Bosnia and Herzegovina on Saturday marked the 25th anniversary of the Srebrenica Genocide, the worst atrocity on European soil since World War II.
Every year on July 11, newly identified victims of the genocide are laid to rest at a memorial cemetery in Potocari, eastern Bosnia. On Saturday, nine Bosnian men and boys were laid to rest, 25 years after they were killed.
July 11 is marked as the remembrance day for the victims of the genocide — the youngest one was a new-born baby while the oldest is believed to have been 94.
Thousands of visitors from various countries attend the service. At this year's ceremony, world leaders sent video messages on the anniversary of the genocide being marked under the shadow of the coronavirus pandemic.
Turkish President Recep Tayyip Erdogan in his message said that although a quarter of a century has passed since the genocide, our pain is still fresh.
"Although I am not physically among you because of the coronavirus, my feelings and thoughts are always in Bosnia, always with you," he said adding: "We will never forget our martyrs nor the genocide in Srebrenica."
Sefik Dzaferovic, the Bosniak member of the Presidency of Bosnia, said that Srebrenica has become synonymous with the suffering of innocent people, and the crime committed was called by the only real name -- genocide.
"Today, we are here in the Potocari valley of sorrow and pain to see off together the remains of nine innocent victims, some of whom were young men, killed only because they were Bosniaks,” Dzaferovic said.
Slovenian President Borut Pahor in his video message said the key for the future of Bosnia “is truth and not denial.” "We cannot change the past, but we can change the future. For the future of Bosnia and Herzegovina, the key is truth and not denial, respect and not hatred, open dialogue and not quarrel," Pahor said.
Montenegrin President Milo Djukanovic said the Srebrenica Genocide is a common shame for all those who did not prevent it. "It is a testimony to the terrible reality of a bloody war, an eternal warning and reminder to all our people that without the truth of the past there is no peaceful or secure future," said Djukanovic.
Bakir Izetbegovic, leader of the main Bosnian Muslim political party, the SDA, and son of Alija Izetbegovic, the Bosnian president at the time of the conflict, called on the world to push back against the massacre deniers. "The international community did not defend Srebrenica 25 years ago, but it has the opportunity to defend the truth that is being challenged," Izetbegovic said.
The Associated Press recalled the massacre. “In July 1995, the Bosnian Serb army under the command of notorious Gen. Ratko Mladic attacked Srebrenica. The shelling started first and soon enough the troops moved in, swiftly overtaking the town whose Dutch U.N. peacekeepers stood no chance.
“The Serbs then separated the men and boys from the women, with Mladic promising nothing would happen to anyone and handing out candies to the children. Within the next 10 days, however, Bosnian Serb troops killed the male prisoners and hunted down many of those who tried to escape through the surrounding hills.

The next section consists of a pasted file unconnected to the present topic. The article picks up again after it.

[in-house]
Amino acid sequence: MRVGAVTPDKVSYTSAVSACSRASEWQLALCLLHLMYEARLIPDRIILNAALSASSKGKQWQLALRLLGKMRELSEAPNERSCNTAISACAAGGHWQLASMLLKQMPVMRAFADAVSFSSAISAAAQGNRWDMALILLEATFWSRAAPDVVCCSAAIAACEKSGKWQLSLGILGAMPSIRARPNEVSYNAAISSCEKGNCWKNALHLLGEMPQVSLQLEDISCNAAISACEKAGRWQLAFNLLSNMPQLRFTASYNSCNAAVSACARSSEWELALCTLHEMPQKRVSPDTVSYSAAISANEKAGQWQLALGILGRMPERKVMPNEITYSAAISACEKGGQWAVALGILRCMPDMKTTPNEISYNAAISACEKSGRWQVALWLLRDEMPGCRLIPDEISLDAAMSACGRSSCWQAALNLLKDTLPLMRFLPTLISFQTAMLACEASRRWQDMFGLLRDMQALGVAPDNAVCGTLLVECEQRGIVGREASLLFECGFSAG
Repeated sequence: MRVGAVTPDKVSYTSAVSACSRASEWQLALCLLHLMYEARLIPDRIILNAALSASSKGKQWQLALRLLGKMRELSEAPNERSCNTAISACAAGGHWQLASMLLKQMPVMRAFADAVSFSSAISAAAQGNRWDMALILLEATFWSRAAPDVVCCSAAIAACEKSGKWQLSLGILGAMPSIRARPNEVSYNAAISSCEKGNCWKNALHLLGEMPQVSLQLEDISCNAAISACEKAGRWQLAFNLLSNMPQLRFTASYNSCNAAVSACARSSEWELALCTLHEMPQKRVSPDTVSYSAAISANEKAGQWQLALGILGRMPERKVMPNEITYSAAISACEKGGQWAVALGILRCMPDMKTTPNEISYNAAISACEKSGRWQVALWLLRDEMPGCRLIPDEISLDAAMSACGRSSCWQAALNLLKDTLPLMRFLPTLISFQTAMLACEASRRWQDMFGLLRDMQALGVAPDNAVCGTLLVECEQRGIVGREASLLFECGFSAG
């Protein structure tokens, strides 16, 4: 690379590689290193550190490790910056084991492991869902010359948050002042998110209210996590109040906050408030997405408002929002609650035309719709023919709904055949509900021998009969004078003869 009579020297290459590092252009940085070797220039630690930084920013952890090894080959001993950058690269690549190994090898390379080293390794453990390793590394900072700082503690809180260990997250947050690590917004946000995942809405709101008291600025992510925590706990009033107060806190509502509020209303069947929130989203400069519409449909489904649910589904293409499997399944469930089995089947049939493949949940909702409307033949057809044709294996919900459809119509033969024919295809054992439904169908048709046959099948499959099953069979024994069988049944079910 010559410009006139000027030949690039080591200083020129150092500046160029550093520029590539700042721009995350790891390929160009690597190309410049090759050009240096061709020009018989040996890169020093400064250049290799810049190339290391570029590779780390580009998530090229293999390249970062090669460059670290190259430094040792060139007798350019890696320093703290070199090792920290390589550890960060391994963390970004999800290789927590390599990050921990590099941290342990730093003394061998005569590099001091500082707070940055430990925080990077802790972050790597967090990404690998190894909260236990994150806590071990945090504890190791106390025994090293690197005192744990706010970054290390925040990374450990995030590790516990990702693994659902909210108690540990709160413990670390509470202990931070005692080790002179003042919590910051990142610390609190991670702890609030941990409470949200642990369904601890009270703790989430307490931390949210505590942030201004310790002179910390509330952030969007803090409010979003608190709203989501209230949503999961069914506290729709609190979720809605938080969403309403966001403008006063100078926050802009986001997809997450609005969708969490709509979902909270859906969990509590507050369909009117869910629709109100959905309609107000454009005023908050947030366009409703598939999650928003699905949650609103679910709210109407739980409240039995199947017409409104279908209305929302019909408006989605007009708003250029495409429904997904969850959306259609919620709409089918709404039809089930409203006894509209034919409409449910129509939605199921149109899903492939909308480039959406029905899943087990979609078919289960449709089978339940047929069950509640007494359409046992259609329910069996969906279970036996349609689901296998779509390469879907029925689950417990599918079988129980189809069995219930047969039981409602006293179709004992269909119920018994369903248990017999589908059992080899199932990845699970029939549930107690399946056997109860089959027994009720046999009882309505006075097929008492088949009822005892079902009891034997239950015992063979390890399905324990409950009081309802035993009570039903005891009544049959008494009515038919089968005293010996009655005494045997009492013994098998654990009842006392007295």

“Soon, chilling reports of brutal executions started to emerge. In an attempt to hide the massacre, the Bosnian Serbs buried the bodies in mass graves, only to dig them out and move later. The victims were executed by firearms, their throats were slashed or they were locked in a warehouse, their hands often tied behind their backs, and explosives set off.”
In 2001, the International Criminal Tribunal for the Former Yugoslavia judged that the 1995 Srebrenica massacre was genocide. The Presiding Judge Theodor Meron in his ruling said:
By seeking to eliminate a part of the Bosnian Muslims, the Bosnian Serb forces committed genocide. They targeted for extinction the forty thousand Bosnian Muslims living in Srebrenica, a group which was emblematic of the Bosnian Muslims in general. They stripped all the male Muslim prisoners, military and civilian, elderly and young, of their personal belongings and identification, and deliberately and methodically killed them solely on the basis of their identity.
The U.N. War Crimes Tribunal in March 2016 convicted and sentenced General Mladic and also the Bosnian Serb wartime political leader Radovan Karadzic of the Srebrenica genocide, along with other top Bosnian Serb officials, officers and policemen. Mladic and Karadzic are both now serving life in prison.
The International Commission on Missing Persons in 1996 helped set up a DNA-based system to find and identify the remains of the Srebrenica victims, and the other missing as well.
US Congress resolution on the massacre
In June 2005, US House of Representatives and Senate passed a resolution that in part said:
(1) The thousands of innocent people executed at Srebrenica in Bosnia and Herzegovina in July 1995, along with all individuals who were victimized during the conflict and genocide in Bosnia and Herzegovina from 1992 to 1995, should be remembered and honoured;
(2) The Serbian policies of aggression and ethnic cleansing meet the terms defining genocide;
(3) The United Nations (U.N.) and its member states should accept their share of responsibility for allowing the Srebrenica massacre and genocide to occur, and seek to ensure that this does not happen in future crises;
(4) It is in the U.S. national interest that the responsible individuals should be held accountable for their actions;
(5) The United States should support the independence and territorial integrity of Bosnia and Herzegovina and peace and stability in south-eastern Europe.